lobby group Free Press, a self-styled “public interest” organization,
has worked hard over the years to forge alliances with corporate players
and federal bureaucrats directly involved in the political intrigues of
DC technology and media policy.
Documents made public through past Freedom of Information Act requests and those obtained by The Daily Caller through an undisclosed source reveal a well-funded, ideologically motivated organization with close ties to Google, the White House, and several federal agencies, including the Federal Communications Commission, the Federal Trade Commission and the State Department.
The regulatory policies Free Press advocates, including net neutrality,
benefit the organization’s corporate allies, in addition to the
investment portfolios of philanthropists including the group’s most
well-known financier, George Soros.
The net neutrality debate was largely one about how to best solve the dilemma of meeting continually increasing consumer demand for the data-intensive services of corporations like Google and Facebook. That growing demand for online bandwidth developed in parallel with the communications technology industry’s own problem: the ever-decreasing supply of available electromagnetic spectrum to license to Internet providers like AT&T, Verizon, Comcast and Sprint.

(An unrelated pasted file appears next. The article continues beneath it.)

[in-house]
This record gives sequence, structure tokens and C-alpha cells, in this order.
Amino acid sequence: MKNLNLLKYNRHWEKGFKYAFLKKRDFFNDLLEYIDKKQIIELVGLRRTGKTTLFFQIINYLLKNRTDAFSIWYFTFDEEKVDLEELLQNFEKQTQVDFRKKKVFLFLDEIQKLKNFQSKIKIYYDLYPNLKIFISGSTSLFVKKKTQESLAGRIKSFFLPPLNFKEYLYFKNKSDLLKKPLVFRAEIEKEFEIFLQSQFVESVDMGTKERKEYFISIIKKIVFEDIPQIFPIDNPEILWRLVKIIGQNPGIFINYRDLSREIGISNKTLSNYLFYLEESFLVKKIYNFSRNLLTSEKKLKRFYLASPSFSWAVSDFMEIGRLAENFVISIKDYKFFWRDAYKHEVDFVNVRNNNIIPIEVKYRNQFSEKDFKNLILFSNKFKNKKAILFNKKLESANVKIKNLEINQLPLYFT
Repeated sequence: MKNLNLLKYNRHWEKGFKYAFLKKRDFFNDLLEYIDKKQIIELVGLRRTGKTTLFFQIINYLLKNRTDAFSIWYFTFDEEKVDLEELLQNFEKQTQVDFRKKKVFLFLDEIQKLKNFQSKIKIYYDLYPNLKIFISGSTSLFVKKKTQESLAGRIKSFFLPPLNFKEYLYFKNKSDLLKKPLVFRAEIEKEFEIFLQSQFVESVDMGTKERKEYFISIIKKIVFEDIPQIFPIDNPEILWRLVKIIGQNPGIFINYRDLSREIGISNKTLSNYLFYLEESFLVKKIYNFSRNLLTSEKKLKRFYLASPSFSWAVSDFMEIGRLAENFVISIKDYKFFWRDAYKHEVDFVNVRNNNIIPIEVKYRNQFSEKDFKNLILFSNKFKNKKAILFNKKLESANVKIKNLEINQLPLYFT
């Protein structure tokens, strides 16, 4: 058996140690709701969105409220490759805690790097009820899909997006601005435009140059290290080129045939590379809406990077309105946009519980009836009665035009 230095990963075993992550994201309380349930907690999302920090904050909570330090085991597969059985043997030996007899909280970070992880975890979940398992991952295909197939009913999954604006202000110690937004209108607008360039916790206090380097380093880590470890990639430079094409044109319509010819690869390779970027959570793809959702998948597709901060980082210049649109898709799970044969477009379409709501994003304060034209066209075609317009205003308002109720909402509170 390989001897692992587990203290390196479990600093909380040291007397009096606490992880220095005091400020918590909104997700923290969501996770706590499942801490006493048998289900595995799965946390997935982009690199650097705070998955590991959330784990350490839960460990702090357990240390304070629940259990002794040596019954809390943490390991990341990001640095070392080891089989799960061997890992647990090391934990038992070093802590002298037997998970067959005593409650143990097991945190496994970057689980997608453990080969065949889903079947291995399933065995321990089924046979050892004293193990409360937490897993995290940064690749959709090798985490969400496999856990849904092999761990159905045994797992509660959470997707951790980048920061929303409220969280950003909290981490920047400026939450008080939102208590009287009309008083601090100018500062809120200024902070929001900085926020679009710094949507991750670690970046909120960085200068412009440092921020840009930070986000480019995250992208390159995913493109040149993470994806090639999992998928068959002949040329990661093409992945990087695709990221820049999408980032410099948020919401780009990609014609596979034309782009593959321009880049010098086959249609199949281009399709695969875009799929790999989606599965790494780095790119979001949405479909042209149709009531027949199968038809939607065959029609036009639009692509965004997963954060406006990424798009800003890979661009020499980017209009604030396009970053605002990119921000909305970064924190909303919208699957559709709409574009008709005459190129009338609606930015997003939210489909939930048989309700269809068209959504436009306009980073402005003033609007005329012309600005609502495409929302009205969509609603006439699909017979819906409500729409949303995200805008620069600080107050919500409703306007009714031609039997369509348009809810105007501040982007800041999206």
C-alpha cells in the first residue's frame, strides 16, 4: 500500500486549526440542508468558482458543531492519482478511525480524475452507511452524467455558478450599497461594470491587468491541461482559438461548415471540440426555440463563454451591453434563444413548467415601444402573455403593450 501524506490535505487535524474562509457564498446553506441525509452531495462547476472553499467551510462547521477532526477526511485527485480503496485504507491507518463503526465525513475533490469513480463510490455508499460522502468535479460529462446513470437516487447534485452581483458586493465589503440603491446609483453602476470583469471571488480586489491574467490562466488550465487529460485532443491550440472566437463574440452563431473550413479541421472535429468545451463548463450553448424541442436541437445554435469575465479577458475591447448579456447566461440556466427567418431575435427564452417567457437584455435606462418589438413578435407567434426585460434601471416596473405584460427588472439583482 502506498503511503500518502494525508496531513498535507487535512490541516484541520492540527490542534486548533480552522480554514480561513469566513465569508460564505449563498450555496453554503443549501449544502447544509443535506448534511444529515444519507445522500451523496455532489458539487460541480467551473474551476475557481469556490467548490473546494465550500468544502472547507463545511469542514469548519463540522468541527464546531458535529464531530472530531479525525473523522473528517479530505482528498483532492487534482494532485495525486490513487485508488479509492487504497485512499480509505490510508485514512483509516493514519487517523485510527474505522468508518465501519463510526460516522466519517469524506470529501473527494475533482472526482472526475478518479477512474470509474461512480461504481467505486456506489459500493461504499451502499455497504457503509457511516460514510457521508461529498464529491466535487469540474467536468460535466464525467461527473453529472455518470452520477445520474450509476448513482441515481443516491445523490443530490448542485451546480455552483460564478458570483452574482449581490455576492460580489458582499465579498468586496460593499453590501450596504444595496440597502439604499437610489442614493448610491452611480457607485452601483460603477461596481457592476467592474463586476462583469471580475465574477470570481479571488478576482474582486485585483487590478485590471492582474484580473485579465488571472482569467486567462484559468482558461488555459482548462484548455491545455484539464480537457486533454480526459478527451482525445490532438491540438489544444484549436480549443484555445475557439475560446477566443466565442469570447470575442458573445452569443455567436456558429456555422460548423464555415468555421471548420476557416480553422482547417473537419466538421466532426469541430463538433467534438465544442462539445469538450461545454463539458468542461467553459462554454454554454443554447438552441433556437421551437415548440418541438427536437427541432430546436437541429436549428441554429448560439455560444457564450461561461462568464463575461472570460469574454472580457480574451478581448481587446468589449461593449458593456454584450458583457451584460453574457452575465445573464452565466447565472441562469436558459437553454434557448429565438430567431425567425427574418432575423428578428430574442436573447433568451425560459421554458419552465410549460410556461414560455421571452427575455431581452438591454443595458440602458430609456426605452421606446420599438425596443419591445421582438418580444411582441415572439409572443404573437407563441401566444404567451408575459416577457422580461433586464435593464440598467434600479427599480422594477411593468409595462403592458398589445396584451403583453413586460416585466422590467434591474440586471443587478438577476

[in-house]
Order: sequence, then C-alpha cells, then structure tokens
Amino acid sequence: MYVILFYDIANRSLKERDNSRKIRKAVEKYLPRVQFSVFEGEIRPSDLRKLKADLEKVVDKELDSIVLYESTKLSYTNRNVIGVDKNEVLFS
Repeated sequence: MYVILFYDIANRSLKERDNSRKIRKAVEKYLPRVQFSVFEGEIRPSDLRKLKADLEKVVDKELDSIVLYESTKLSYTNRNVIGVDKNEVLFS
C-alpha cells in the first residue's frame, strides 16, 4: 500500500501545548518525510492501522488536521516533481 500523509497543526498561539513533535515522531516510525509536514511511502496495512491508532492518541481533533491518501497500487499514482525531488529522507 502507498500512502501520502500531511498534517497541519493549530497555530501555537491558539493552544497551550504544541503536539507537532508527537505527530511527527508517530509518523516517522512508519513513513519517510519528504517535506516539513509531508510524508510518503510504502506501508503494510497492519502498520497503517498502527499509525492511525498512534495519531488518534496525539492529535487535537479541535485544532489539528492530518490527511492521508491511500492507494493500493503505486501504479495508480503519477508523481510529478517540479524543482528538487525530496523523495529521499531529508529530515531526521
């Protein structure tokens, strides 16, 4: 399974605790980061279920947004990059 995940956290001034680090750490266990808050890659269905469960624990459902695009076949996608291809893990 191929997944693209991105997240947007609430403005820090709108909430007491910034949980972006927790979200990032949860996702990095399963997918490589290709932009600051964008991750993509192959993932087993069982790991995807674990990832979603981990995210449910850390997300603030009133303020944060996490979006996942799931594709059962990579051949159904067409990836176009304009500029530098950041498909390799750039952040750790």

ideological rhetoric of political players on both sides of the debate,
however, seemed to force consumers and bureaucrats to choose between
free speech and free markets.
John Fund, the senior editor of the conservative American Spectator, explained in a 2010 Wall Street Journal column that the concept of net neutrality was birthed as part of a well-funded and intentional effort by a network of liberal foundations, and that Free Press co-founder Robert McChesney’s “ultimate goal” — as stated in a 2009 interview on the Canadian socialist website SocialistProject – was to “get rid of the media capitalists in the phone and cable companies and to divest them from control.”
The policy coordination between McChesney’s group and Google can physically be traced back as early as March 2009. Free Press co-founder and former president Josh Silver had sent out a memo, obtained by TheDC, an invitation to the home of Google General Counsel David Drummond — which advertised a reception where attendees would discuss all things related to the Internet policy of the new Obama Administration:
“David Drummond is hosting a small reception at his home in San Francisco on March 25th, and I hope you will join us,” wrote Silver, who is still a current board member of Free Press, as well as the current CEO of the campaign finance reform organization United Republic. (RELATED: Full coverage of the tech world)
will discuss how the new Administration will be driving major policy
changes that will shape opportunities for, access to markets, and the
quality of network infrastructure,” wrote Silver. “We’ll touch on
universal broadband access, Net Neutrality, privacy, wireless spectrum
allocation, and openness standards.”
“David has graciously invited me and our Policy Director Ben Scott to speak with a small group of individuals who share an interest in these issues,” wrote Silver. “Joining us will be Free Press board member Larry Lessig who is Professor at Stanford Law School and Founder and Director of the school’s Center for Internet and Society.”
In an email to TheDC, Lessig denied any knowledge of the event or the invitation.
“I’m sorry but I don’t know anything about this meeting,” said Lessig. “I am not with Free Press. And I have never been at David’s home (unfortunately).”